The clear rationale that emerges from this passage is that it is inappropriate to require the applicant to demonstrate that the balance of convenience favours the grant of an injunction when the defendant has contractually agreed to refrain from doing the very thing in respect of which the injunction is sought. However, Doherty was a perpetual injunction case and it was not clear whether the same approach would prevail so far as interim injunctions are concerned. In granting an injunction restraining the defendant from playing a musical instrument in breach of a negative covenant, Megarry J. confirmed that it does, because there is “…no reason for allowing a covenantor who stands in clear breach of an express prohibition to have a holiday from the enforcement of his obligations until the trial” [Hampstead and Suburban Properties Limited v Diomedous (1969) 1 Ch 248].

Thus the rule is that an injunction will be granted to restrain a clear breach of a negative covenant unless there are “special circumstances”. In this case, Jackson LJ concluded that Mr Araci did not have an adequate remedy in damages, and Elias LJ made the additional point that it was not even necessary to decide that question, because adequacy of damages is not relevant when an applicant seeks to merely hold the respondent to his negative covenant. Nor did there exist special circumstances making it oppressive to grant the relief sought. Mr Fallon suggested that granting an injunction would adversely affect the public, because some may have made bets on the assumption that Mr Fallon would ride, while for others it would detract from the quality of a major national event. Jackson LJ rejected the first point because a member of the betting public runs the risk of an unexpected change in sporting variables, and the second because there was no risk that the Derby would not take place, although Mr Fallon himself could not participate. Mr Fallon’s loss was disregarded because he had “brought this predicament upon himself by his own deliberate and cynical disregard of a contract.” It was accepted that the position would have been different if the injunction could have affected the event itself.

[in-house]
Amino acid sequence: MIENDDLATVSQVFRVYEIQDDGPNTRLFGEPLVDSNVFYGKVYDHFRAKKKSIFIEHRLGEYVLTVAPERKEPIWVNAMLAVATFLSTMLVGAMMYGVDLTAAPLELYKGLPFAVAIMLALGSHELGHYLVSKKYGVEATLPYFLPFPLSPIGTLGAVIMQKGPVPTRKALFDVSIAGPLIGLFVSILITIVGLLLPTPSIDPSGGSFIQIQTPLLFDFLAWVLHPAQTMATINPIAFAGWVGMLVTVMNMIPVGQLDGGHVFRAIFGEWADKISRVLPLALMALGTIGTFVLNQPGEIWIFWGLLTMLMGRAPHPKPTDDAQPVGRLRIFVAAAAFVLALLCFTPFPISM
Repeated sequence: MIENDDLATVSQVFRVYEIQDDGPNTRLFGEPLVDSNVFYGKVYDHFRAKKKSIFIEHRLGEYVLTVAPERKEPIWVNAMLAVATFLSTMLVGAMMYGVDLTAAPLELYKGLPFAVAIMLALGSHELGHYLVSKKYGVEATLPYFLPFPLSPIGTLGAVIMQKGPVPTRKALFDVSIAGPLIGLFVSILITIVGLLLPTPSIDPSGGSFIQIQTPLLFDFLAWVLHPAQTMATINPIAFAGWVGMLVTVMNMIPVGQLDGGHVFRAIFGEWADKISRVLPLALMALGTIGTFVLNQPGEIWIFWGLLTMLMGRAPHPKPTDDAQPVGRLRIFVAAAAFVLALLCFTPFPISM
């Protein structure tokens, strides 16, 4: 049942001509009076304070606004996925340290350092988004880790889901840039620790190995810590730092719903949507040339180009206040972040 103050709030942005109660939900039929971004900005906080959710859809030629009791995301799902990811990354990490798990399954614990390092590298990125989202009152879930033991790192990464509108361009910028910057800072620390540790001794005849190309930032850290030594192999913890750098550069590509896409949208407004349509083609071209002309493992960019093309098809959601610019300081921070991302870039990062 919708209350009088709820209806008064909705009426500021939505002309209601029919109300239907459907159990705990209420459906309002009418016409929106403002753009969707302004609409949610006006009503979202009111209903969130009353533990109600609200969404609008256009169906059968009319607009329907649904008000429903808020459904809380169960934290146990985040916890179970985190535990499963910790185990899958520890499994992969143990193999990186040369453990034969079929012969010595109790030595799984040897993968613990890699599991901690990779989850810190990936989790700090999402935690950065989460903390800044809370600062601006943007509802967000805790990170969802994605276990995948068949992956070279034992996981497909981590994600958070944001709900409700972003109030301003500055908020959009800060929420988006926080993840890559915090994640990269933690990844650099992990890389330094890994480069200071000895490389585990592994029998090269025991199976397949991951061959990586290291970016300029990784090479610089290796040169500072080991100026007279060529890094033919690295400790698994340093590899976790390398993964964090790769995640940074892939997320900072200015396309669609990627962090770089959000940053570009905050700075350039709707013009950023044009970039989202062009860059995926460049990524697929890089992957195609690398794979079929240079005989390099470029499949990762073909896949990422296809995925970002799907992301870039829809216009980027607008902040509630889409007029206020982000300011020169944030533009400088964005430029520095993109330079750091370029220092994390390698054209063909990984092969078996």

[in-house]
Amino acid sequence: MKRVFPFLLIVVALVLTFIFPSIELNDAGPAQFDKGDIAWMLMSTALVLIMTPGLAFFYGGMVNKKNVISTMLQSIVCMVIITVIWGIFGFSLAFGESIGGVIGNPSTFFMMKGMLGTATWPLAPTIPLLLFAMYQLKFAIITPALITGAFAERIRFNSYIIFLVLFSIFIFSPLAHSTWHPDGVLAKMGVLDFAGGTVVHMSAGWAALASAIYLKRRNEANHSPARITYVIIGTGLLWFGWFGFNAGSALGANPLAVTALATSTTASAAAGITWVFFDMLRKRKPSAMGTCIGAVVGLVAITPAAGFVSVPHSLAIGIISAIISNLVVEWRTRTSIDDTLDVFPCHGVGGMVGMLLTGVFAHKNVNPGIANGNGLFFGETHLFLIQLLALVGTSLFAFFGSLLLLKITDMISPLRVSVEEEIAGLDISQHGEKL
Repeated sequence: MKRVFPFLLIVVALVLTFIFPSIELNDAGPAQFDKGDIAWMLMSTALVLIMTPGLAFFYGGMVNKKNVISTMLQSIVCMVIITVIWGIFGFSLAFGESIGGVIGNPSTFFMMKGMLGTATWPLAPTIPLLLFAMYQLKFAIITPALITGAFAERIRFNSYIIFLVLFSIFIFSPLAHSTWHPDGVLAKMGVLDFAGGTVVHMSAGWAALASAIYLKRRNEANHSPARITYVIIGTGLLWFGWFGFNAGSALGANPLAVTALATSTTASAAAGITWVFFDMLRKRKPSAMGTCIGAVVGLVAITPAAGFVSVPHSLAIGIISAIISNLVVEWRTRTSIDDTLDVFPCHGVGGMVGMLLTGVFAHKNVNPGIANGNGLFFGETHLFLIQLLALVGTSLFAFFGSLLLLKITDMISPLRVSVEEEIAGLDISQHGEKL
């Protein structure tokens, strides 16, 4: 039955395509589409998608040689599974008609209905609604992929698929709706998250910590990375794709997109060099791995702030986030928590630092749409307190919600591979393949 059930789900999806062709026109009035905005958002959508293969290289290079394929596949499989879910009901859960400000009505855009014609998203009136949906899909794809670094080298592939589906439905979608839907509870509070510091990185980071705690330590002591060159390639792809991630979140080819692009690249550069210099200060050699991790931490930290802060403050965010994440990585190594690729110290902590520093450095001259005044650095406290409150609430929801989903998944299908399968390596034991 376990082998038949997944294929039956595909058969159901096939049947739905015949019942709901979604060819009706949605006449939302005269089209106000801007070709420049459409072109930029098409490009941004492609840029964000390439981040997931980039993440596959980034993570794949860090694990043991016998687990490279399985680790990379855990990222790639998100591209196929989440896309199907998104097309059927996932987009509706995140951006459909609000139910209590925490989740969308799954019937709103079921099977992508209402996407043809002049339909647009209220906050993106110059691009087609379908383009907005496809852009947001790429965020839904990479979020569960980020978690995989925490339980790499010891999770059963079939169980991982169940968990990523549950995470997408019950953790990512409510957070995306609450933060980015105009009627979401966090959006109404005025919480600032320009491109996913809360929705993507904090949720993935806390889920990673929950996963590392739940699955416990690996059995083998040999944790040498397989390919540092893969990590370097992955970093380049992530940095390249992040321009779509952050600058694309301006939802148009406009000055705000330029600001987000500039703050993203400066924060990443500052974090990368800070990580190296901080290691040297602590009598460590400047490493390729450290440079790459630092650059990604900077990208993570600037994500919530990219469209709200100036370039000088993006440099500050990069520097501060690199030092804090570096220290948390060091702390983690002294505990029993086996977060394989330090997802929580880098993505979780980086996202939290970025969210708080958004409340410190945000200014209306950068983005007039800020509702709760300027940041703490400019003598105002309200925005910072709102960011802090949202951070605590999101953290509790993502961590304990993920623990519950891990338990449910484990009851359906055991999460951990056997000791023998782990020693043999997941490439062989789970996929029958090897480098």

vswami said...

The discussion is confined to what the foreign court has ruled.

A point which arises, which will be worthwhile to make a special study, is this:

Is there any Indian court case, though cannot be cited or relied on as a ‘precedent’, which has dealt with or covered in any manner whatsoever all or any of the facets of the subject proposition; especially, in the matter of granting an 'injunction' of this kind.?

Renganath said...

As an aside, did Ladbrokes or William Hill take bets on which way the Court of Appeal would rule ?

Renganath said...

As an aside, did Ladbrokes or William Hill take bets on which way the Court of Appeal would rule?

Renu Gupta said...